Today I’m going to talk about the unique costume challenges in dressing the cast for a production of Shakespeare’s history play, “Richard III.”
The play is set in 1483, a time period where, even though many European countries were at war, many nobles had sumptuous, more form-fitting clothes with fur, gold, leather, and other exotic fabrics. If you look at the sketch I did above, I gave Richard designs using velvet, leather, fur, and gold. After all, Richard is a powerful duke even before he takes the crown. For more information about this period, visit Fashion History.edu.
Further, If you’re interested in finding pre-made patterns of 15th century-inspired costumes, go to your fabric store and look for kids like the ones I photographed below.
My design was based on a drawing by the 19th century illustrator HC. Seleous, and the color were taken largely from Richard’s royal portrait in the National Portrait Gallery. I also used a royal portrait of Elizabeth Woodville, queen to Edward IV, (Richard’s brother).
Donning the Hump
Interestingly x-ray photography has recently revealed that Ricahdr’s alleged hump was added to his portrait after his death. In reality the king only suffered from a curvature of the spine. Just like in Shakespeare’s play, the Tudor Chroniclers literally defaced Richard’s image to make him look like an evil, deformed maniac.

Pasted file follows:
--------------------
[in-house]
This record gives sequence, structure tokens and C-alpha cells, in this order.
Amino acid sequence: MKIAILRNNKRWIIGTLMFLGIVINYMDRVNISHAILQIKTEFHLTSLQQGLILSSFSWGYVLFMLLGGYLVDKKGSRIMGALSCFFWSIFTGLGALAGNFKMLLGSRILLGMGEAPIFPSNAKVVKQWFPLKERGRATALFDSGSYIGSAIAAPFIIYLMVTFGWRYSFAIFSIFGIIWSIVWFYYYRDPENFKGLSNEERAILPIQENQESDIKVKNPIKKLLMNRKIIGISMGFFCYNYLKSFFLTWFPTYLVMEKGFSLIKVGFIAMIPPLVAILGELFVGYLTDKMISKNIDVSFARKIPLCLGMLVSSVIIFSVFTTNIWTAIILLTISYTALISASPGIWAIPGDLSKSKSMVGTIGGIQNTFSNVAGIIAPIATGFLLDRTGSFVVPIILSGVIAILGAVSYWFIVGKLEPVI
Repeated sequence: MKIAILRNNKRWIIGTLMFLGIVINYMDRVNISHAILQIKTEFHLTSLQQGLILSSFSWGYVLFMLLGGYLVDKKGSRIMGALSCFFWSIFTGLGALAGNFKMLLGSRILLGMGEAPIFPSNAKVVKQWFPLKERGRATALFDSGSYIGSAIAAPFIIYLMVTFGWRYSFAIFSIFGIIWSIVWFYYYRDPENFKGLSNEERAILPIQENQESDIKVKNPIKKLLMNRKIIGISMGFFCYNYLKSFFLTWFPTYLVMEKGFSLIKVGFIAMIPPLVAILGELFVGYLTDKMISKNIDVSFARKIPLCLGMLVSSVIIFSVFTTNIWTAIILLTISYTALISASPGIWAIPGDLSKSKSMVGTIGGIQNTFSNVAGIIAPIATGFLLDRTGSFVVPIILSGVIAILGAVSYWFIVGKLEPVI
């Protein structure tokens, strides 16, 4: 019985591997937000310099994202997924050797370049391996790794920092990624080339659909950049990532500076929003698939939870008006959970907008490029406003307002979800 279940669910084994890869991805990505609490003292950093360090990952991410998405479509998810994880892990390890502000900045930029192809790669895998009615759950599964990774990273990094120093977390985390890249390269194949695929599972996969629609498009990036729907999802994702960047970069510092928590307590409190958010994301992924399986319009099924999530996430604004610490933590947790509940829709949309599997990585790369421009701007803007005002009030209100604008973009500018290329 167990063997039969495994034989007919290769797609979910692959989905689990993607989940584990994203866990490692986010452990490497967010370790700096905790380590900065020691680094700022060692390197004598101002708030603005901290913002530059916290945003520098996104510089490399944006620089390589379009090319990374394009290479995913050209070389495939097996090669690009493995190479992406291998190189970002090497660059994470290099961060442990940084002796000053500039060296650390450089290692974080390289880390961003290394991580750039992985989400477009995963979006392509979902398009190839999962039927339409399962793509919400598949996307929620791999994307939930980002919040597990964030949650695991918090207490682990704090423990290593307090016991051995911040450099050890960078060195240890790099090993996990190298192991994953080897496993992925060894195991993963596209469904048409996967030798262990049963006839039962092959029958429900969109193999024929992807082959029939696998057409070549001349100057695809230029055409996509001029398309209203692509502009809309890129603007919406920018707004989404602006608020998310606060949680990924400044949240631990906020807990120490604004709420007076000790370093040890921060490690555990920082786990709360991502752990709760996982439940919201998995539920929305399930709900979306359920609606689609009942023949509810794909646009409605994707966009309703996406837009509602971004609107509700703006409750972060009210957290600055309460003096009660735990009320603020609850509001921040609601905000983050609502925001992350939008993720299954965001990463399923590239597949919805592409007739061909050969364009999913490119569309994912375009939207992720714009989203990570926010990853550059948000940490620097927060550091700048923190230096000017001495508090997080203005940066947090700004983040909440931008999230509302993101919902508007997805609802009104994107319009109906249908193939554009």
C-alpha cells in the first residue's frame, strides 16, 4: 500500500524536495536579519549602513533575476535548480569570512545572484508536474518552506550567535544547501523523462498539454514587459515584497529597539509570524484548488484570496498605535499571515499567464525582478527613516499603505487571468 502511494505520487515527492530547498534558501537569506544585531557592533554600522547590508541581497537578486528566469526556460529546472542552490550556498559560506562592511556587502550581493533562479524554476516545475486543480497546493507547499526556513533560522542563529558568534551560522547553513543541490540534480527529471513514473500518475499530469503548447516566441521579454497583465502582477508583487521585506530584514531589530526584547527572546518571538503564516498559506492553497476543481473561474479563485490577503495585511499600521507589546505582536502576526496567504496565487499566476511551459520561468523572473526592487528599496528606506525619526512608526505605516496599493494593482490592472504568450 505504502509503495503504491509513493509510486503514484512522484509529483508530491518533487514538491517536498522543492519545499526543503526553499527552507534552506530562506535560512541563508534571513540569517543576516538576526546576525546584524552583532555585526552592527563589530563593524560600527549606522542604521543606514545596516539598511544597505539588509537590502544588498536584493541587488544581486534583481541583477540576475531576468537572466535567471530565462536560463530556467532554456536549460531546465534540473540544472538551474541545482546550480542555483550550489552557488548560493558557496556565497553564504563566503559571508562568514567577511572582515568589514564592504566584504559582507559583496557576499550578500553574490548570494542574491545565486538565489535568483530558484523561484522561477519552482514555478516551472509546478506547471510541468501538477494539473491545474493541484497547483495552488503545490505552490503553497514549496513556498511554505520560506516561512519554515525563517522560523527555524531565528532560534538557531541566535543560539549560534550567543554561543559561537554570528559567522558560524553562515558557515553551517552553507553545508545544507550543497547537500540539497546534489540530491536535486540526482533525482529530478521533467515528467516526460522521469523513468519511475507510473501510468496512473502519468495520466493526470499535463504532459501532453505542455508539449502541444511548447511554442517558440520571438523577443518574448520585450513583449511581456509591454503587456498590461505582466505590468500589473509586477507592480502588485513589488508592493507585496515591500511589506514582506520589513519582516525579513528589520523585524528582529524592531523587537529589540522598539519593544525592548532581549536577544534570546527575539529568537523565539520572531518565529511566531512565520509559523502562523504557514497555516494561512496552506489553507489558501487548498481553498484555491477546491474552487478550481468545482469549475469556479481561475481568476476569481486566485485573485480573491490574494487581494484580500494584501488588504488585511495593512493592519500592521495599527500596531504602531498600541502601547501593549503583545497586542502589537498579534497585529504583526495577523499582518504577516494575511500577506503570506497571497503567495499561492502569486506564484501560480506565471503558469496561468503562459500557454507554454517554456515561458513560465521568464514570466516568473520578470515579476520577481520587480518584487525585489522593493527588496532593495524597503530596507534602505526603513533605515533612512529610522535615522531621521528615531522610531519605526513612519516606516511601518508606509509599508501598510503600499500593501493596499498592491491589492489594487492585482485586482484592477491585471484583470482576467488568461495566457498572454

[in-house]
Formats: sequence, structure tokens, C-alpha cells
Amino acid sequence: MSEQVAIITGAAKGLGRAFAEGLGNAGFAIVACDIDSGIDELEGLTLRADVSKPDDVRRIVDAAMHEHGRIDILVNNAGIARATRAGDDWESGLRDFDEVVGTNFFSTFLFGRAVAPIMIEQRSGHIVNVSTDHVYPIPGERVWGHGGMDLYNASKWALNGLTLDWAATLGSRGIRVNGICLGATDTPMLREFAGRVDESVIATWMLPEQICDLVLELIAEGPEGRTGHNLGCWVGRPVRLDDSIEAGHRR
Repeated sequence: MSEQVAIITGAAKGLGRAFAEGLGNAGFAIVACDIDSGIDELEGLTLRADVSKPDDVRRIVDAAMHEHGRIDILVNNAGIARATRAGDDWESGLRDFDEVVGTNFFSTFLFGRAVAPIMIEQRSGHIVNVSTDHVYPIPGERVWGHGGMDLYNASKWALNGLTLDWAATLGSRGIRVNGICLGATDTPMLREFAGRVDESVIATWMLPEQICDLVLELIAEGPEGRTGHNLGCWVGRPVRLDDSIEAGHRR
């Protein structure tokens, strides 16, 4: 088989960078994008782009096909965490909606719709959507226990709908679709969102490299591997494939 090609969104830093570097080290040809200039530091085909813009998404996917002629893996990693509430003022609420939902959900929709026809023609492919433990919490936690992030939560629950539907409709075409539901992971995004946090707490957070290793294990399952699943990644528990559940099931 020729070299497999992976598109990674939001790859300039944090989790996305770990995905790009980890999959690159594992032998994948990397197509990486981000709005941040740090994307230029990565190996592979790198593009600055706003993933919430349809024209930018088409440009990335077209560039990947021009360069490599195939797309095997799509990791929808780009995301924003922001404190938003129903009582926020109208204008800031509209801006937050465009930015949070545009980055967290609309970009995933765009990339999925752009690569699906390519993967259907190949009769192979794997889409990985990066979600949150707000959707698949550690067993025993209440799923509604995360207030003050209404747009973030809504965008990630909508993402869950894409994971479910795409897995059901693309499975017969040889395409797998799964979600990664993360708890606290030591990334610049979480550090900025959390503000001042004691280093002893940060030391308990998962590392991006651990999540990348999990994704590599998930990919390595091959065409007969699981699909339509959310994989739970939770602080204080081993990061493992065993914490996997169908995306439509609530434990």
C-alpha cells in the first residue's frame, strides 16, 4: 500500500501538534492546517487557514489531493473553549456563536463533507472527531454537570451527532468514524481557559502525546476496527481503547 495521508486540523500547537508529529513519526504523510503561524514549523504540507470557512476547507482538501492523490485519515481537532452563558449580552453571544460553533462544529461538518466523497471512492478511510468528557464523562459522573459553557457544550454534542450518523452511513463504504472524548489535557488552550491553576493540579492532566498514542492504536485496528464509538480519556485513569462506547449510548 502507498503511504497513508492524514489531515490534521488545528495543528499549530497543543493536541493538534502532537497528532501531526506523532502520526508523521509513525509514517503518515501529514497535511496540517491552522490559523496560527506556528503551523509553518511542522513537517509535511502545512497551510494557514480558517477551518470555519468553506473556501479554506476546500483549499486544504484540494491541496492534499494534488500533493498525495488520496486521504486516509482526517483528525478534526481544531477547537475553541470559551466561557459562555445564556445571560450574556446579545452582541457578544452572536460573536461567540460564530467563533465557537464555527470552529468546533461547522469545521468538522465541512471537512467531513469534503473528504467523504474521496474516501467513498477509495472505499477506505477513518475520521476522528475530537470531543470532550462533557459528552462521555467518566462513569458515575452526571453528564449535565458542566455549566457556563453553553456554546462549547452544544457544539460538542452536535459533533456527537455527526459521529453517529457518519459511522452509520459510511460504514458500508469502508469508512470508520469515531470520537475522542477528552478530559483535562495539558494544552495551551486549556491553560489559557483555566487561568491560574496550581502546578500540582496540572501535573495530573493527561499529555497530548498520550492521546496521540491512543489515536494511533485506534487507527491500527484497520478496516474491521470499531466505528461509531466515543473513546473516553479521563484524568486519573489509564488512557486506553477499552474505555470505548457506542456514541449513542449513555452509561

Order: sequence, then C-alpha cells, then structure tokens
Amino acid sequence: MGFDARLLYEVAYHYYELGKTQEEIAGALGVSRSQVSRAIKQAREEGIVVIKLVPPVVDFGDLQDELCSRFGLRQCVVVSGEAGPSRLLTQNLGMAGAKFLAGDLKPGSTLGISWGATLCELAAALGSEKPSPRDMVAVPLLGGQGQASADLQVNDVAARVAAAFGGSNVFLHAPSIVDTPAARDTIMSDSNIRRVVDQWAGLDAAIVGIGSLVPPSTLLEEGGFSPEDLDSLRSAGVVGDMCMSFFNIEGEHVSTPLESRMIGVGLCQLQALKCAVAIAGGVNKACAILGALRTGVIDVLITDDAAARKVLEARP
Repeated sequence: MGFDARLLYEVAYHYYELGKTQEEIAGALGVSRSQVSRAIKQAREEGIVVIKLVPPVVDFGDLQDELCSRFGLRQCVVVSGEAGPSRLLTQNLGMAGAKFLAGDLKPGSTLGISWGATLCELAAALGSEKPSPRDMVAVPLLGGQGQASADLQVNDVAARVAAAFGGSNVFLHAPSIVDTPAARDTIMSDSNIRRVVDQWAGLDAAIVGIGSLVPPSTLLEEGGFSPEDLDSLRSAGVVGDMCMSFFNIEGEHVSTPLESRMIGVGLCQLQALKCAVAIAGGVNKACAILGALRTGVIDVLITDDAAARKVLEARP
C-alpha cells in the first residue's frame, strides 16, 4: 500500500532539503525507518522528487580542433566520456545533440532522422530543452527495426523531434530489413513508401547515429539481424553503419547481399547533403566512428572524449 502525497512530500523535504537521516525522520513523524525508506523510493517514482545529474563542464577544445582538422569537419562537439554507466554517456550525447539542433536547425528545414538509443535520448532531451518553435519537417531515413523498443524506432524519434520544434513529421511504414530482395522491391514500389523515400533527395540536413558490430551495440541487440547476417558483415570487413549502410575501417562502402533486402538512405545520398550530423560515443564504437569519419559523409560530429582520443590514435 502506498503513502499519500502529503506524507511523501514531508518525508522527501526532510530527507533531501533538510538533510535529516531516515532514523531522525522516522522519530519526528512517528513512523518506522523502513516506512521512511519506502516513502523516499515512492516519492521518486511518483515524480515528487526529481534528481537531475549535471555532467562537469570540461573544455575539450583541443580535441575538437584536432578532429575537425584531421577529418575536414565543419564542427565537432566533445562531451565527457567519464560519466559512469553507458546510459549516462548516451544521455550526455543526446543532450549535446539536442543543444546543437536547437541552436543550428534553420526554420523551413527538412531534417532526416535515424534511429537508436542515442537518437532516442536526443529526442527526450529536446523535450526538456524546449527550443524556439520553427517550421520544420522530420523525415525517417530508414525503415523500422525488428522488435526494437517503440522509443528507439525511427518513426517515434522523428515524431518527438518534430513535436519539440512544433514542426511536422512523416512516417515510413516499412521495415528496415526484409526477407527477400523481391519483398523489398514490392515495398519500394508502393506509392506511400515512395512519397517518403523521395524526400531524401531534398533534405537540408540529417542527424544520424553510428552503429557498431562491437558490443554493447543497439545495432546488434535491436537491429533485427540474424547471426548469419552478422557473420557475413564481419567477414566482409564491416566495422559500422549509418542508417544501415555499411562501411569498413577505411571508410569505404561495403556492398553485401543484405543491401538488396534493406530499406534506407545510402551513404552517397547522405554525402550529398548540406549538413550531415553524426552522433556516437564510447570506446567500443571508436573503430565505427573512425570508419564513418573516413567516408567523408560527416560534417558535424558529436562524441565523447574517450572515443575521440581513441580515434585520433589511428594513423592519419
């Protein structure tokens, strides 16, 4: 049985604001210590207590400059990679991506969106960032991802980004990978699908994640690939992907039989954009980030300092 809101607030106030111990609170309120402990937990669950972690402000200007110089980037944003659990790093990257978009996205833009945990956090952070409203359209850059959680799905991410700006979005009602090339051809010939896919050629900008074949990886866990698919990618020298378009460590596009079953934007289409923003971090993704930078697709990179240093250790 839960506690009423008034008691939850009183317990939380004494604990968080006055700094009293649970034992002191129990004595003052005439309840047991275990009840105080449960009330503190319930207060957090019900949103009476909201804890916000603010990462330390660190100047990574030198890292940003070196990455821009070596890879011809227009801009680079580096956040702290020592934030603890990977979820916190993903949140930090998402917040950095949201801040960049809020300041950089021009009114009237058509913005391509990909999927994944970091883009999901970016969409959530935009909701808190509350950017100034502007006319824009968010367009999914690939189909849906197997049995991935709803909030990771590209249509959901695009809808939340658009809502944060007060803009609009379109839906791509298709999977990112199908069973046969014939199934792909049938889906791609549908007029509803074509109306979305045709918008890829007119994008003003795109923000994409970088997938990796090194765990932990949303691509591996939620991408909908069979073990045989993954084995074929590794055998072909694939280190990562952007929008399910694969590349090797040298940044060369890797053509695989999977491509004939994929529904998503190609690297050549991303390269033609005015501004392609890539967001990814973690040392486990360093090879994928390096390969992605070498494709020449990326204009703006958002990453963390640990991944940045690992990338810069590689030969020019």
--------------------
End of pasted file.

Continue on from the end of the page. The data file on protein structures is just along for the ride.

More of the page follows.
Costume designers are vital to help the actors realize the deformity when playing Richard III, and they have done so in many ways. Ian Holm wore a boot on his leg. John Harrel had a bowling ball fastened to his hand, and Antony Sher had a large hump in the center of his back, both a cloth one that was built into his clothes, and an elaborate makeup prosthetic for scenes where he was partially undressed. When I researched for my thesis, I consulted Sir Antony’s book “Year Of the King,” where the actor explained his research into real spinal deformities, and how he incorporated them into the performance. You can see how my actor Matthew figured out how the hump would impede his walk and other movements.
For the final battle between Richard and Richmond, one has to decide on the period and think carefully of the fitness of the actors. 1485 was at the height of the era of suits of armor, and many films have chosen to have Richard fight to the death, while encased in a heavy metal coat of plates.
However, this has not always been the case. Ian McKellen had Richard fight in a gas mask in a 1940s British military uniform, driving around on a jeep that gets stuck once Richard utters his most famous line:
Richard III is a play about political intrigue, mafia-like turf-wars, and literal backstabbing and the clothes need to reflect this brutal and Machiavellian world. The costumer needs to help all the actors, not just Richard realize their place in the corrupt medieval political landscape of The Wars Of The Roses, as these characters go from an uneasy peace, to the last gasp of civil war.